Jason Calacanis’ Mahalo is getting a facelift: Starting tonight, the site will look different, work different, and operate under a different business model.
Mahalo 2.0, as Jason is calling it, will still be a collection of user-curated Web pages — about topics ranging from people and places to news events — anything you might find on Wikipedia, About.com, etc. But instead of paying “guides” up front to make pages, anyone with a Mahalo account will be able to make a page. And if you “claim” a page and vow to keep it up to date, Mahalo will split the ad revenue from that page with you 50/50. (Don’t get too excited! It’s just Google Ads.)
The idea is to get a lot more pages onto Mahalo — and indexed, searchable via Google — for cheaper. (New pages include text, links, graphics, maps, video, Twitter feeds, etc.)
At the beginning, Mahalo was spending around $100 to get a page made by a smart human. Then it got closer to $15. That’s helped Mahalo get 100,000 topic pages up in two years. But now Mahalo will be able to get pages made for free, and will only have to pay contributors if Mahalo itself gets paid — when the pages get traffic and ad revenue.
The change in business model also comes with major changes to Mahalo’s back-end. Instead of running off Wiki software, Mahalo will be running on its own custom content management system. The goal is to make it easier for contributors to create and modify pages via easy drag-and-drop controls instead of the wiki code they had to learn before. That should lower the barrier to entry for page-makers, and will also allow Mahalo to get more pages made, faster. (And, again, cheaper.)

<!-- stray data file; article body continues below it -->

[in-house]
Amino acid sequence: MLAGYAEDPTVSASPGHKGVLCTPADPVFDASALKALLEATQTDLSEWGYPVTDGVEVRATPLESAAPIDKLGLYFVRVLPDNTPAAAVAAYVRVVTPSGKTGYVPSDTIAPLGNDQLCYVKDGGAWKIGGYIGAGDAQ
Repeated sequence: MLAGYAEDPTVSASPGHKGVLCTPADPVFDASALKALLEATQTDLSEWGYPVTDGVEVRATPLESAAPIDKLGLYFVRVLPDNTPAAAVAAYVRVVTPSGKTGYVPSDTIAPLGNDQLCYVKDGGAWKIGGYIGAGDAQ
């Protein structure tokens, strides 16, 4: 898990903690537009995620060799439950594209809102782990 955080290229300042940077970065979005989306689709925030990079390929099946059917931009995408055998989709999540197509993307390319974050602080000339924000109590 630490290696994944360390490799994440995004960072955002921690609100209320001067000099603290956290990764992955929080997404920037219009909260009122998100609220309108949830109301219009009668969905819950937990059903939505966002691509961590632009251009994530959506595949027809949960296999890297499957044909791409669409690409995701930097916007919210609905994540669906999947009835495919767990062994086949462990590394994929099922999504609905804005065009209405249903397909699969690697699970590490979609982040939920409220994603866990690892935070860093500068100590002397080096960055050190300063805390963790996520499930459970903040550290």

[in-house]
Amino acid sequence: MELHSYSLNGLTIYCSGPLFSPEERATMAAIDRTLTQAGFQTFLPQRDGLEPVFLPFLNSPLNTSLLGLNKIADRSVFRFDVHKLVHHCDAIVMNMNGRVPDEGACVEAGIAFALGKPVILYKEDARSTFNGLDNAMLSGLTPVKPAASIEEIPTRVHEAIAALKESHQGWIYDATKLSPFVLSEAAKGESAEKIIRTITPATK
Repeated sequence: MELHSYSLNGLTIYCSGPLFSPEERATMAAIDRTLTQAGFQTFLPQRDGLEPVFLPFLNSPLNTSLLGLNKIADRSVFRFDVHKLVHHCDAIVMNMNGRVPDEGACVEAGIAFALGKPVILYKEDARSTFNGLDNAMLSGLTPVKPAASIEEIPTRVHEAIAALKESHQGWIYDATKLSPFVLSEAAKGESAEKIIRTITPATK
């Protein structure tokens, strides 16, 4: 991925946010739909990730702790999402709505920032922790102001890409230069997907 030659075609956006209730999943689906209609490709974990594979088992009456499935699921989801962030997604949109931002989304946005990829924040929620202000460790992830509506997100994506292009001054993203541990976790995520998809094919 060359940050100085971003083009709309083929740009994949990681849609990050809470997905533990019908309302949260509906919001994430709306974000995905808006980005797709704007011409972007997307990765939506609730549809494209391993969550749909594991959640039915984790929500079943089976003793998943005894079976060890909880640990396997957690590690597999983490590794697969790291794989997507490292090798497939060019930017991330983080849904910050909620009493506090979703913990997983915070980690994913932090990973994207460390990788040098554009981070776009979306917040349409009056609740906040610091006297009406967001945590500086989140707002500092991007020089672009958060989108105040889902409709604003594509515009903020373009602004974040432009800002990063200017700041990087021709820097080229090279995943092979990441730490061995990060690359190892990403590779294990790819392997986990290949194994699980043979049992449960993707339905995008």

Mahalo 2.0 will also tie into Mahalo Answers, the Q&A service that Mahalo rolled out last December. Since then, Mahalo has fielded 59,000 questions and 107,000 answers, serving up 3.9 million pageviews to 2.9 million unique visitors. (More broadly, Mahalo attracted 5.6 million unique visitors last month.) Not bad, and successful enough that Mahalo is talking with companies about white-labelling the Answers service. (For instance, JetBlue could host a travel-related Q&A site, where contributors won points toward flight credits, etc.)
Will Mahalo 2.0 work? One trend in Jason’s favour is the growing number of intelligent people — including many journalists — who are out of work, are good writers, and fairly competent with computers. The plan to only allow one person to “claim” a page at a time — unlike Wikipedia, where anyone can edit — could be good or bad, though. In theory, it gives one person an incentive to make the page as good as possible. But if that person is a dud, and makes lame/boring pages, it’s to Mahalo’s disadvantage. (There will be some policing, but mostly for failing to keep a page up to date or making significant writing/content errors.)
As for making money: While new members will only be able to start off “claiming” two pages at a time, that can add up over time. And while the average page makes about $20-50 per year, big hits can make thousands of dollars per year. So freelancers, secretaries, retirees, or bored people could potentially earn tens or hundreds of extra dollars a month by spending a few hours a week updating their pages.
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